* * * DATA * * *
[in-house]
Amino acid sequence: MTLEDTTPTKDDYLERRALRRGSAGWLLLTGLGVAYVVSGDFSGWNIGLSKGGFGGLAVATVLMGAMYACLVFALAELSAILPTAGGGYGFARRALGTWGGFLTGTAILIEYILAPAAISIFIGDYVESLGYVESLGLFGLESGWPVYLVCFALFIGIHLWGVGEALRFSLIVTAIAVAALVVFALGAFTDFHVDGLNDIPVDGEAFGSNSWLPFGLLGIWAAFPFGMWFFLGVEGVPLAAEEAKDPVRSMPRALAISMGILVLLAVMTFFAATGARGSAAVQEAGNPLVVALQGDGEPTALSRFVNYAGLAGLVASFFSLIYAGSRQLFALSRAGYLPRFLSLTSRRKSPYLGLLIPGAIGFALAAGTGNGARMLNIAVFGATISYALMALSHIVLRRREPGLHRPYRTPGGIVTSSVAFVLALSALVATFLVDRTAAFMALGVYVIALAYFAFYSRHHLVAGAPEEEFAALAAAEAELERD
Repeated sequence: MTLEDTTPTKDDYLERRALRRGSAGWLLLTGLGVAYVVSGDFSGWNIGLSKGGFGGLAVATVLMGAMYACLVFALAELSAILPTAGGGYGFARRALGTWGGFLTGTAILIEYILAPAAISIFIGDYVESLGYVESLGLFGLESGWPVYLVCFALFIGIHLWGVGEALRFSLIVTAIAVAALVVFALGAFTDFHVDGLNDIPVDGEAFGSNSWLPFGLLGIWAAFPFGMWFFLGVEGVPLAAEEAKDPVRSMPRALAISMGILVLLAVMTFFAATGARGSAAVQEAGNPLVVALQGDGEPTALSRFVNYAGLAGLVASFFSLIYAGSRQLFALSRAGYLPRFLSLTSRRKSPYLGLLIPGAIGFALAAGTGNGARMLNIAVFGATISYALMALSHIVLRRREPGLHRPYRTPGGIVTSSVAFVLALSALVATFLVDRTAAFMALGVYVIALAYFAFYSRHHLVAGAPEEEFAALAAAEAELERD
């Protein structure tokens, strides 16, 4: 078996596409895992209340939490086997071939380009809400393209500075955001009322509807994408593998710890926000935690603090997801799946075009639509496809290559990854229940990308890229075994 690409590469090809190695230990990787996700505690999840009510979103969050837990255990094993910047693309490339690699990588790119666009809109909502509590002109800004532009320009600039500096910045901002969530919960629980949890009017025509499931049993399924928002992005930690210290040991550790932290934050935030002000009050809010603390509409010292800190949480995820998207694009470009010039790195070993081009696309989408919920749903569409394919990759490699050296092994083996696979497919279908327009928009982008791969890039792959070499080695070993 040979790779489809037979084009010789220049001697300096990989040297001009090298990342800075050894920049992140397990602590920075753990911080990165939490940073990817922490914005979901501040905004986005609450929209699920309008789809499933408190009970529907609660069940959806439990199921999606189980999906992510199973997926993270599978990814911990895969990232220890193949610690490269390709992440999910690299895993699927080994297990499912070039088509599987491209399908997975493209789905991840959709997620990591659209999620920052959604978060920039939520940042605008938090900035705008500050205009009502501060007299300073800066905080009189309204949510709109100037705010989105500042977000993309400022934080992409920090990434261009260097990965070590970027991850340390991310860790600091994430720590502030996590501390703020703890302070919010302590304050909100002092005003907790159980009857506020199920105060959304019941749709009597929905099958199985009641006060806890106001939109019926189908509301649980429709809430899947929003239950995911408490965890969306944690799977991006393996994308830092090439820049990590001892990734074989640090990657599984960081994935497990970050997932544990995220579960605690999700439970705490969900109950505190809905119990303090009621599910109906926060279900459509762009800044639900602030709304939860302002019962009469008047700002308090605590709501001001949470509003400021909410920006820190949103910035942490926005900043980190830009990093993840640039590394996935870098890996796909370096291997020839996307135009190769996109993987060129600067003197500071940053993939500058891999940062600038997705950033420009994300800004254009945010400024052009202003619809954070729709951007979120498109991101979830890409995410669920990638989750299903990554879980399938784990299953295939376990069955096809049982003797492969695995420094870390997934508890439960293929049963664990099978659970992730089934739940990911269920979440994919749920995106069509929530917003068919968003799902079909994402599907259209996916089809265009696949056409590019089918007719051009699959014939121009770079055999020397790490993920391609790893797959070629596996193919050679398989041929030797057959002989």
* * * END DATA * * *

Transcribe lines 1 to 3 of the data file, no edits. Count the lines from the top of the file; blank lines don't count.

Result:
[in-house]
Amino acid sequence: MTLEDTTPTKDDYLERRALRRGSAGWLLLTGLGVAYVVSGDFSGWNIGLSKGGFGGLAVATVLMGAMYACLVFALAELSAILPTAGGGYGFARRALGTWGGFLTGTAILIEYILAPAAISIFIGDYVESLGYVESLGLFGLESGWPVYLVCFALFIGIHLWGVGEALRFSLIVTAIAVAALVVFALGAFTDFHVDGLNDIPVDGEAFGSNSWLPFGLLGIWAAFPFGMWFFLGVEGVPLAAEEAKDPVRSMPRALAISMGILVLLAVMTFFAATGARGSAAVQEAGNPLVVALQGDGEPTALSRFVNYAGLAGLVASFFSLIYAGSRQLFALSRAGYLPRFLSLTSRRKSPYLGLLIPGAIGFALAAGTGNGARMLNIAVFGATISYALMALSHIVLRRREPGLHRPYRTPGGIVTSSVAFVLALSALVATFLVDRTAAFMALGVYVIALAYFAFYSRHHLVAGAPEEEFAALAAAEAELERD
Repeated sequence: MTLEDTTPTKDDYLERRALRRGSAGWLLLTGLGVAYVVSGDFSGWNIGLSKGGFGGLAVATVLMGAMYACLVFALAELSAILPTAGGGYGFARRALGTWGGFLTGTAILIEYILAPAAISIFIGDYVESLGYVESLGLFGLESGWPVYLVCFALFIGIHLWGVGEALRFSLIVTAIAVAALVVFALGAFTDFHVDGLNDIPVDGEAFGSNSWLPFGLLGIWAAFPFGMWFFLGVEGVPLAAEEAKDPVRSMPRALAISMGILVLLAVMTFFAATGARGSAAVQEAGNPLVVALQGDGEPTALSRFVNYAGLAGLVASFFSLIYAGSRQLFALSRAGYLPRFLSLTSRRKSPYLGLLIPGAIGFALAAGTGNGARMLNIAVFGATISYALMALSHIVLRRREPGLHRPYRTPGGIVTSSVAFVLALSALVATFLVDRTAAFMALGVYVIALAYFAFYSRHHLVAGAPEEEFAALAAAEAELERD